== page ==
As expected, several other TCs harbored transcripts involved in carbohydrate metabolism were found to be differentially expressed between the two libraries. Two of them, that code for a GDP-mannose 3’,5’-epimerase and a triosephosphate isomerase, were repressed. GDP-man 3’,5’-epimerase is a late methyl jasmonate-responsive enzyme that helps control the carbon flux into the vitamin C pathway in response to the redox state of the cell, stress conditions, and GDP-sugar demand for cell wall/glycoprotein biosynthesis (Wolucka and Van Montagu, 2002; Wolucka et al., 2005). Triosephosphate isomerase, an enzyme in the glycolysis pathway, is also involved in stress response, and reduction in its expression is reported in plants after abiotic or biotic stress conditions (Riccardi et al., 1998; Morris and Djordjevic, 2001).

Three TCs composed of transcripts involved in carbohydrate metabolism were found to be induced in the CiLV-C-inoculated library, one encoding a sucrose synthase, another one, a glucose-6-phosphate isomerase, and a third one, a mannose pyrophosphorilase. Numerous reports have indicated that carbohydrate metabolism in the source leaf is influenced by viral infection (Tecsi et al., 1994a, 1994b, 1996). Infected source leaves are usually characterized by a decrease in the concentration of soluble sugars, and often starch accumulation (Goodman et al., 1986; Fraser, 1987). Changes in the capacities of enzymes in various metabolic pathways have been measured during infection of cotyledons of Cucurbita pepo L. with Cucumber mosaic virus (CMV). CMV infection significantly altered carbohydrate metabolism, with a sharp increase in the concentrations of soluble sugars observed in the infected leaves. These changes were associated with a decrease in leaf starch content. An earlier study indicated an increase in reducing sugars and a reduction in starch content due to CMV-induced higher starch hydrolase and lower ADP-Glc pyrophosphorylase activities (Tecsi et al., 1994b). It has been proposed that the inhibition of starch accumulation and/or starch degradation is probably due to the increased demand for soluble sugars required to maintain the high respiration rate (Tecsi et al., 1996; Shalitin and Wolf, 2000).

In our data analysis we not only found an increase in the expression of transcripts that code for enzymes involved in synthesis of soluble sugars, but also in the expression of transcripts related to starch degradation. Interestingly, it has recently been shown, through histological studies using light microscopy, that there is a clear reduction in starch accumulation in the epidermis of sweet orange leaves and stems symptomatic for leprosis (Marques et al., 2005), corroborating our gene expression data and suggesting a common response to viruses that invade systemically or cause only local lesions in their hosts.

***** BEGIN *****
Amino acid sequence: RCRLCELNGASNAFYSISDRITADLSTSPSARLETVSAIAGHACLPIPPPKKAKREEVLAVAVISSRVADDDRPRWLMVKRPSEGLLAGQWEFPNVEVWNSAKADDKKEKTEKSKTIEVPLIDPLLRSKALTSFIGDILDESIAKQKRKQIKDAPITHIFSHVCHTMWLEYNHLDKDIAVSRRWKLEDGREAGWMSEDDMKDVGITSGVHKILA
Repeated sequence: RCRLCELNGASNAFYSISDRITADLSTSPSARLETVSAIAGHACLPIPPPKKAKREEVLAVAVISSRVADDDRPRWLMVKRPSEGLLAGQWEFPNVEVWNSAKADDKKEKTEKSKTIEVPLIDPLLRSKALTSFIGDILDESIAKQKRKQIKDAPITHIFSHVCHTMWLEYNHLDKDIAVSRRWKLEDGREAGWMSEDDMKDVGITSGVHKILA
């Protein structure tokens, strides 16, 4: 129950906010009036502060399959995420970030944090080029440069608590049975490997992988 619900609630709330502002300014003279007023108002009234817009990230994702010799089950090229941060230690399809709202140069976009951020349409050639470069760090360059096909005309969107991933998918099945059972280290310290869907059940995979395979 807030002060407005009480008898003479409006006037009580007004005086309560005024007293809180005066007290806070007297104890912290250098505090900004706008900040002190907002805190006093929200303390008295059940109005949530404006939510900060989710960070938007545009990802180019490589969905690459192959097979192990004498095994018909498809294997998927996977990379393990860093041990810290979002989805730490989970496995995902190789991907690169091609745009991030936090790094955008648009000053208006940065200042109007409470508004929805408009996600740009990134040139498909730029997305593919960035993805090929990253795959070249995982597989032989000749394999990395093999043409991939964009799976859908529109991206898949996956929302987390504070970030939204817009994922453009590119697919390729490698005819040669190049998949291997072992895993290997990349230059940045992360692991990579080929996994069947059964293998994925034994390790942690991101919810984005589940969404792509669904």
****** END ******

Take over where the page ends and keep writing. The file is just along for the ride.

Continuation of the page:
Final Considerations

Our study showed that CiLV-C infection induced immediate and subsequent changes in host gene expression and that the infection can potentially give advance signaling of an imminent infection. Even though there was clear variation in the expression of genes involved in cell rescue, defense and virulence, the most relevant molecular changes observed seem to have occurred in the MIPS energy and metabolism categories. It can be understood as a new data, since it is a compatible interaction, different than most of the other studies done on plant-pathogen combinations.

In addition, the fact that CiLV-C causes only chlorotic and necrotic local lesions in susceptible hosts, and never invades them systemically, has raised questions regarding whether or not the symptoms could be a variation of the HR observed in viral incompatible interactions. However, our data strongly indicate that the two responses are very different at the molecular level and hence, the manifestation of leprosis symptoms should not be considered HR.


The authors would like to thank Carolina M. Rodrigues, Kleber M. Borges, Juliana M. de Souza, and Silvia de O. Dorta for technical assistance in sequencing the libraries, M.Sc. Marcelo Reis for the bioinformatic assistance, and CNPq/ Millennium Institute (62.0054/01-8) and FAPESP (04/10511-3) for financially supporting this work.

Internet Resources

Received: October 20, 2006; Accepted: May 14, 2007.

Associate Editor: Ivan de Godoy Maia

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    » link
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    » link
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  • Send correspondence to
    Juliana Freitas-Astúa
    Centro APTA Citros Sylvio Moreira,
    Instituto Agronômico de Campinas
    Rodovia Anhangüera km158, Caixa Postal 4
    13490-970 Cordeirópolis, SP, Brazil
  • Publication Dates

    • Publication in this collection
      06 Nov 2007
    • Date of issue


    • Received
      20 Oct 2006
    • Accepted
      14 May 2007
    Sociedade Brasileira de Genética Rua Cap. Adelmio Norberto da Silva, 736, 14025-670 Ribeirão Preto SP Brazil, Tel.: (55 16) 3911-4130 / Fax.: (55 16) 3621-3552 - Ribeirão Preto - SP - Brazil